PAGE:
Dreamix: In your opinion, what is the greatest benefit of using Payara Micro, compared to its competitors?
Adam Bien: The biggest competitor is the Payara Server, which I prefer. Payara Micro is easier to package and run on bare metal instances. The killer use case for Payara Micro is the use as a “worker node” in Payara Cloud: https://www.payara.fish/products/payara-cloud.
Dreamix: What would you advise a developer that has just started learning Java? Is there a certain path they should go down to, or a set of “must-know” technologies that are trending on the current market?
Adam Bien: Pick a hobby project and go with it. Currently trending are Green IT and serverless Java. The Java community now recognizes that you can efficiently run Java on serverless infrastructure and cut costs. Java is faster and so cheaper than “scripting” languages.
Having a good feeling for distributed computing, consistency, performance, and scalability would be best.
Dreamix: You often seem to use “bloat” in your blog and videos. In your practice, do you often have to work on optimizing “overloaded” applications? Why is this happening?
Adam Bien: Less often in recent years. Java projects became leaner and more pragmatic.
Developers from early Java days were promoted to architects and project managers. They insisted on using outdated practices without having concrete requirements. This lead to unnecessary abstractions and bloat.
Dreamix: How do you update yourself about the latest trends in Java?
Adam Bien: Most trends do not apply to my projects – and I ignore them. There are already 110 episodes of monthly Q & A live streaming show (https://airhacks.tv) recorded. In the “time-machine” section, we look at 100 episodes ago. Interestingly – most questions regarding frameworks and libraries from back then, like: “Why you are still doing Java / Java EE and not…” are no more relevant. The shiny framework or concept from back then is often no more maintained or completely forgotten.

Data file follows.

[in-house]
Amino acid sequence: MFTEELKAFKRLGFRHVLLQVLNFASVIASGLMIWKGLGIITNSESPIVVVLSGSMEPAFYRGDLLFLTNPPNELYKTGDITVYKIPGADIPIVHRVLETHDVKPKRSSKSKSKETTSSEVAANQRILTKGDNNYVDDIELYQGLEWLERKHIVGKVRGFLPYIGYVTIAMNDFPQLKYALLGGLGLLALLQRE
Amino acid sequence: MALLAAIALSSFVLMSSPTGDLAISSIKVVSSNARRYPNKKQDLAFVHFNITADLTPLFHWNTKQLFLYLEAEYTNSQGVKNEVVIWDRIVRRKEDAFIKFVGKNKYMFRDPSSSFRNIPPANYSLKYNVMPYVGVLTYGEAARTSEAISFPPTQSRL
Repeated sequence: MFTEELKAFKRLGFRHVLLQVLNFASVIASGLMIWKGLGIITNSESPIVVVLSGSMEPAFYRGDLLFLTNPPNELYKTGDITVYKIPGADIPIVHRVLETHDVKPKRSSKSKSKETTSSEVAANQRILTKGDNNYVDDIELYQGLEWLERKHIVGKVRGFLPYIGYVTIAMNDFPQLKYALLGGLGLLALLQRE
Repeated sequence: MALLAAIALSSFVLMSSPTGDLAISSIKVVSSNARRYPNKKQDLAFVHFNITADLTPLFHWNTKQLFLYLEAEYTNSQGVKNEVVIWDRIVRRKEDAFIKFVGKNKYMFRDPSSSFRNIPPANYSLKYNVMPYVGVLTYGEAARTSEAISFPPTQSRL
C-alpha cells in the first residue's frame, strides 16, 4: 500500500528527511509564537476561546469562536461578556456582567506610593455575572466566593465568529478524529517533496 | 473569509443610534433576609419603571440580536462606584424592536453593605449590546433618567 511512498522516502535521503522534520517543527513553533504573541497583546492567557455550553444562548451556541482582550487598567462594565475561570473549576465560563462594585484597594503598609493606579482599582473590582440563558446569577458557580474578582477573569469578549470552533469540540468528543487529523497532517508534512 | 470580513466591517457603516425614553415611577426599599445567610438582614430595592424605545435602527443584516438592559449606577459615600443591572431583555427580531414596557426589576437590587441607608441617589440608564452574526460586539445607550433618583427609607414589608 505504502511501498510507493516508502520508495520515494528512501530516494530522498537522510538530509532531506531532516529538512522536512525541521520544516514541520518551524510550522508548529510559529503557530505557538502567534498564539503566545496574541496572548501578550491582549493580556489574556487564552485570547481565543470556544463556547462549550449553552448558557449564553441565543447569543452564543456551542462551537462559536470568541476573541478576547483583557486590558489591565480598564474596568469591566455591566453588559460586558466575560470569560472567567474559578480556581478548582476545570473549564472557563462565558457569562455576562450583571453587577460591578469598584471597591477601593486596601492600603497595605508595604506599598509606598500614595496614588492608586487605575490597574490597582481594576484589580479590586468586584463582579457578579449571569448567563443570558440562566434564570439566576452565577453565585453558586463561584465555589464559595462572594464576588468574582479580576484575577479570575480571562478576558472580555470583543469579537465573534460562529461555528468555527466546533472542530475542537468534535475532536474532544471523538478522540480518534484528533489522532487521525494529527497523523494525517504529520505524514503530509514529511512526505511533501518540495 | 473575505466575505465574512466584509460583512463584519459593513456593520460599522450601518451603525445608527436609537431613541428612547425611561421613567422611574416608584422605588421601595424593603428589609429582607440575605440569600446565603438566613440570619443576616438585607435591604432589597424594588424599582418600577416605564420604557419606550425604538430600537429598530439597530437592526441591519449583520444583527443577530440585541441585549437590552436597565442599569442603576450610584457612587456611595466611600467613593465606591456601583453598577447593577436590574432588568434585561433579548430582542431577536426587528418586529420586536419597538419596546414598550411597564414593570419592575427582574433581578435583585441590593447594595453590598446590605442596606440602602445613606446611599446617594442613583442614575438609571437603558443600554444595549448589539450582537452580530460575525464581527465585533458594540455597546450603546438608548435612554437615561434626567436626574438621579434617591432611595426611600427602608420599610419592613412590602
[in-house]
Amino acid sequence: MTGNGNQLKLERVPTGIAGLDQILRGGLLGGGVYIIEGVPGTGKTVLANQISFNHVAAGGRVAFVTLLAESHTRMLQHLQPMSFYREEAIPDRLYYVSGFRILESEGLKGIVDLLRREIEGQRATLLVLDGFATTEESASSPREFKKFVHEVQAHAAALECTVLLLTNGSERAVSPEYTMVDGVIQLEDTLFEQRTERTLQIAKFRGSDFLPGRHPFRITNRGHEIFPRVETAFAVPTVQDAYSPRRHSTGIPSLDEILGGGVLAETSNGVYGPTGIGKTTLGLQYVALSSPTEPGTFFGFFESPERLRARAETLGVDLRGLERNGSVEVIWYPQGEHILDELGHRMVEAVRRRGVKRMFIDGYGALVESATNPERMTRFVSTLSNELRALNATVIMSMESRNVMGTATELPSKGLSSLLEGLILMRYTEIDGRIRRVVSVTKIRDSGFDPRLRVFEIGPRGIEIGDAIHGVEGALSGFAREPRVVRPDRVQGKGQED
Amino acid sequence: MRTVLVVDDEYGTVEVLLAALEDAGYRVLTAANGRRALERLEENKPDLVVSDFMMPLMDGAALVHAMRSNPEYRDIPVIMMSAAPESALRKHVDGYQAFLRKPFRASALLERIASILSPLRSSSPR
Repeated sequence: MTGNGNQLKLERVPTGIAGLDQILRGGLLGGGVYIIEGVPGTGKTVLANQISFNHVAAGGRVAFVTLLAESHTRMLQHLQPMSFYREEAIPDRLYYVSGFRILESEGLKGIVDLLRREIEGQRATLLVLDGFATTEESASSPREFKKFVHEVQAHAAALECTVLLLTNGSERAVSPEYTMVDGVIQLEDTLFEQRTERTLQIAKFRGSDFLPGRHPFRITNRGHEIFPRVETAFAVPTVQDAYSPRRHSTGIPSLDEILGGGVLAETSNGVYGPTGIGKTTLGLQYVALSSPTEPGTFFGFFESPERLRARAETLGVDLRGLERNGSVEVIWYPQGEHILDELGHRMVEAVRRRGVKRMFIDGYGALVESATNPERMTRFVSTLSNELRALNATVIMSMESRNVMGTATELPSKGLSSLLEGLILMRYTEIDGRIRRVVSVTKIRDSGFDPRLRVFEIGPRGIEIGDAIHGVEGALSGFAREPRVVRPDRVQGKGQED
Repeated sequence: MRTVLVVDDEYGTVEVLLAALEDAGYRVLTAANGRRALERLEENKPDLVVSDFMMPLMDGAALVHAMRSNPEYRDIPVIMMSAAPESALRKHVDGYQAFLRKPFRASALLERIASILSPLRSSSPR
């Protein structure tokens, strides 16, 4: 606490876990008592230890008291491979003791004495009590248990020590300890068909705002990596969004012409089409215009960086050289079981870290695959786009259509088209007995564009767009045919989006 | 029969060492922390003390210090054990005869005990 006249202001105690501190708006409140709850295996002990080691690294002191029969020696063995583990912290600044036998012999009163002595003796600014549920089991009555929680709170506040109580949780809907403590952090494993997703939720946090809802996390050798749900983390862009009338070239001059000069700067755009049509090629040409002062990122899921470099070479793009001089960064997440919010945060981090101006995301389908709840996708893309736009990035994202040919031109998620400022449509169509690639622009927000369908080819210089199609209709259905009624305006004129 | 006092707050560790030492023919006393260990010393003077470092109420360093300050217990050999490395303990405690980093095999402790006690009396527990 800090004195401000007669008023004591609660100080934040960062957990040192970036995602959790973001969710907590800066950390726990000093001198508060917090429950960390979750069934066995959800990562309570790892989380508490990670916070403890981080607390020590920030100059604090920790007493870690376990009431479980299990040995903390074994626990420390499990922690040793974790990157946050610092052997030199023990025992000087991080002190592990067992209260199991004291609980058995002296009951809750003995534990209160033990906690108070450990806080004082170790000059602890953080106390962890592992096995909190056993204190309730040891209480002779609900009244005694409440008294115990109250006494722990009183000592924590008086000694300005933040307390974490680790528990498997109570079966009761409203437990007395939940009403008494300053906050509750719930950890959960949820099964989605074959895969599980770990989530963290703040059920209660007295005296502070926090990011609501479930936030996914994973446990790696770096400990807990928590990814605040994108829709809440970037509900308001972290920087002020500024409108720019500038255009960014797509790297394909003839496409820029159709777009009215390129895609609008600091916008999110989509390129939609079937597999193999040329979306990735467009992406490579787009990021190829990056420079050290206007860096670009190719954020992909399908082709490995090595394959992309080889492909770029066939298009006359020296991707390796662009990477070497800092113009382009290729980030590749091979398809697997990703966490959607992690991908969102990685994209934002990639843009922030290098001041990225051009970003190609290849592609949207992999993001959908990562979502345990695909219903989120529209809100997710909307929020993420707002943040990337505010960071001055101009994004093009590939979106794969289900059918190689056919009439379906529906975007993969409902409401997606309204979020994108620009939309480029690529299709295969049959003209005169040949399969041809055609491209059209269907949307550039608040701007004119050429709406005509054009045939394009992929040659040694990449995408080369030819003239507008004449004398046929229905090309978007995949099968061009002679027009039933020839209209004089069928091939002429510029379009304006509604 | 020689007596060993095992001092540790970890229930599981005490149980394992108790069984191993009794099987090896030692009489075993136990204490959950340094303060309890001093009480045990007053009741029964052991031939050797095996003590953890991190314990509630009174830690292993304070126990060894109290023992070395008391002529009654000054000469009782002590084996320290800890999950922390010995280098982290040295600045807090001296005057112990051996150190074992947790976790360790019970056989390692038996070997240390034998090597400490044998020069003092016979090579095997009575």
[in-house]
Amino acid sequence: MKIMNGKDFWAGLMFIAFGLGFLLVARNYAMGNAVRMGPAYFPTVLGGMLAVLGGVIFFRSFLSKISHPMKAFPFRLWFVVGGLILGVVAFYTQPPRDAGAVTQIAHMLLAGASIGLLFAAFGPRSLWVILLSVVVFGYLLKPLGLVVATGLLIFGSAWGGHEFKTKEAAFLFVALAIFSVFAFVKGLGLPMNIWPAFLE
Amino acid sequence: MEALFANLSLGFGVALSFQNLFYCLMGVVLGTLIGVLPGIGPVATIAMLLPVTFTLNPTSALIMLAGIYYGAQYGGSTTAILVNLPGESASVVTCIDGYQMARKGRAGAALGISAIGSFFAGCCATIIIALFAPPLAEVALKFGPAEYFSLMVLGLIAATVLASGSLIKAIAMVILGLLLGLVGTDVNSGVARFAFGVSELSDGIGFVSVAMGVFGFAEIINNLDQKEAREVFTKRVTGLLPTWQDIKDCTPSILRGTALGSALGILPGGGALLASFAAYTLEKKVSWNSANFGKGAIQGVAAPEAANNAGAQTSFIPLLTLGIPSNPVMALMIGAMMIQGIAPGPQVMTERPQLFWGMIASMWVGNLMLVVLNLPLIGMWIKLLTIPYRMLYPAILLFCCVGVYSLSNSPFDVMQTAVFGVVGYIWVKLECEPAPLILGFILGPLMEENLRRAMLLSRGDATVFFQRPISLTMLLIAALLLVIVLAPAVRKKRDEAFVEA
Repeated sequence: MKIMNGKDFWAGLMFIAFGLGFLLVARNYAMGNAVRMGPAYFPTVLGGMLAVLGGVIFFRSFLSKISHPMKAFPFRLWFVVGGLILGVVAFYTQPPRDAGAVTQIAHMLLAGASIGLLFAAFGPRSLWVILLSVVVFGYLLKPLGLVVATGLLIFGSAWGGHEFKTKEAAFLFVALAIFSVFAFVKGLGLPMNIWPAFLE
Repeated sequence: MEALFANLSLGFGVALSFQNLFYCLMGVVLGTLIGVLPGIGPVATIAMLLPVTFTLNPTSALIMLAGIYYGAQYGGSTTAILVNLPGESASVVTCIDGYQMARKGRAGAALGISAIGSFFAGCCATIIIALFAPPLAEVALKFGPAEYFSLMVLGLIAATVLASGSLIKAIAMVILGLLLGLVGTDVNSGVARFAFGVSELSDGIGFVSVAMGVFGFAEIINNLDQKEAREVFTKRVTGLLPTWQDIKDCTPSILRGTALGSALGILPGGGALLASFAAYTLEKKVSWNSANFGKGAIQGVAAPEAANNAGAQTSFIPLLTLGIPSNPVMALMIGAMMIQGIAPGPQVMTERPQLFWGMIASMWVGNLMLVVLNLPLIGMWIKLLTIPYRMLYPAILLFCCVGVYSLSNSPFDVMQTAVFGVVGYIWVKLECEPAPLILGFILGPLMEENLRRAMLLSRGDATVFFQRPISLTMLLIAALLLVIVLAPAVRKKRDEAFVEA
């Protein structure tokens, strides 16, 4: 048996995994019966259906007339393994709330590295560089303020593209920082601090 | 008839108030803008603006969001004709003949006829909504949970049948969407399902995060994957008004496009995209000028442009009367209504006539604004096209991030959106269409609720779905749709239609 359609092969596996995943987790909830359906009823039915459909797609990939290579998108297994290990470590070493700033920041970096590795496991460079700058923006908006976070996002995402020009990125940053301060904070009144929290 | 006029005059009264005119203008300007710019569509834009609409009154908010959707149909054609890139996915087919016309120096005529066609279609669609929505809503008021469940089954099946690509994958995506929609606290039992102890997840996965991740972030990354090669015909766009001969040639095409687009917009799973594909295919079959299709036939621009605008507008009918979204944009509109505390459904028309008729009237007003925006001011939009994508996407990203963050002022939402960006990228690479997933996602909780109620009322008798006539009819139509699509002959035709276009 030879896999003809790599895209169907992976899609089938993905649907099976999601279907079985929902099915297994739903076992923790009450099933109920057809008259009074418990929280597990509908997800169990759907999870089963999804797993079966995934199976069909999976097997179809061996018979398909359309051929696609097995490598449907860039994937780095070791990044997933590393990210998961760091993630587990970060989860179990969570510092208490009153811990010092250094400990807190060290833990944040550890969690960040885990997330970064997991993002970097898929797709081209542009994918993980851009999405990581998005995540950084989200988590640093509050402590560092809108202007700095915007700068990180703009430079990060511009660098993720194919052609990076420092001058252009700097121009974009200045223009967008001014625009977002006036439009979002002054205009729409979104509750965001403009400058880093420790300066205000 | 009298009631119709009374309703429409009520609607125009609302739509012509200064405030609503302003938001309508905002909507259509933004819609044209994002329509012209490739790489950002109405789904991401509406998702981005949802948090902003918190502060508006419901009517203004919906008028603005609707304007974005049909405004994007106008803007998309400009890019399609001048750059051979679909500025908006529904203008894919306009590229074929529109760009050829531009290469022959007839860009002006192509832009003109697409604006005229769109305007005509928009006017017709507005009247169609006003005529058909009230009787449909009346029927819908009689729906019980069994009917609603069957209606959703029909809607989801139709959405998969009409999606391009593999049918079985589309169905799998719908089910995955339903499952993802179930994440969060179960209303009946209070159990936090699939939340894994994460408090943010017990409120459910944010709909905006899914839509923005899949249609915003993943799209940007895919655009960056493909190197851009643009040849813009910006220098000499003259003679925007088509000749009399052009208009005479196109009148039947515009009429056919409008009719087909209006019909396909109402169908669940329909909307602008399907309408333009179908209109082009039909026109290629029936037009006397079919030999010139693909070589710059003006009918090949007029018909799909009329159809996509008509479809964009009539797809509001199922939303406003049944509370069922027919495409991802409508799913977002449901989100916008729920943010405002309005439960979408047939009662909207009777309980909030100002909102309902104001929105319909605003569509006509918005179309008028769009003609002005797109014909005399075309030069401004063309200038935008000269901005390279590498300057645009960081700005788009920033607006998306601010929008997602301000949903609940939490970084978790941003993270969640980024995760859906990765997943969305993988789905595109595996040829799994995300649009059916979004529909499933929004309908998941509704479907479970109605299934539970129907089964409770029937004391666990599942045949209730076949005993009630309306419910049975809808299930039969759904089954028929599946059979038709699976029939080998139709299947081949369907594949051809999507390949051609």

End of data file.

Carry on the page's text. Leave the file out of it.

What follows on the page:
Java / Java EE / MicroProfile / Jakarta EE is backward compatible and openly developed. The addition of new features is less surprising. I only have to learn incrementally.
Dreamix: Can you recommend a favorite book about programming?
Adam Bien: If I find a new book, I buy it. The book stack grows – and so increases the pressure to read it. There are no bad books – you can always learn something new. It is also fun to re-read the old Java 1.0 books to see how the technology was “sold” back then.
Dreamix: What about a favorite book in general?
Adam Bien: Maybe the most impactful book. Snow Crash by Neal Stephenson had the most significant impact on the entire software ecosystem. Some companies even changed their names after reading it.
Is there anything else you would like to ask Adam Bien? What is your opinion on the questions asked? Who would you like to see featured next? Let’s give back to the Java community together!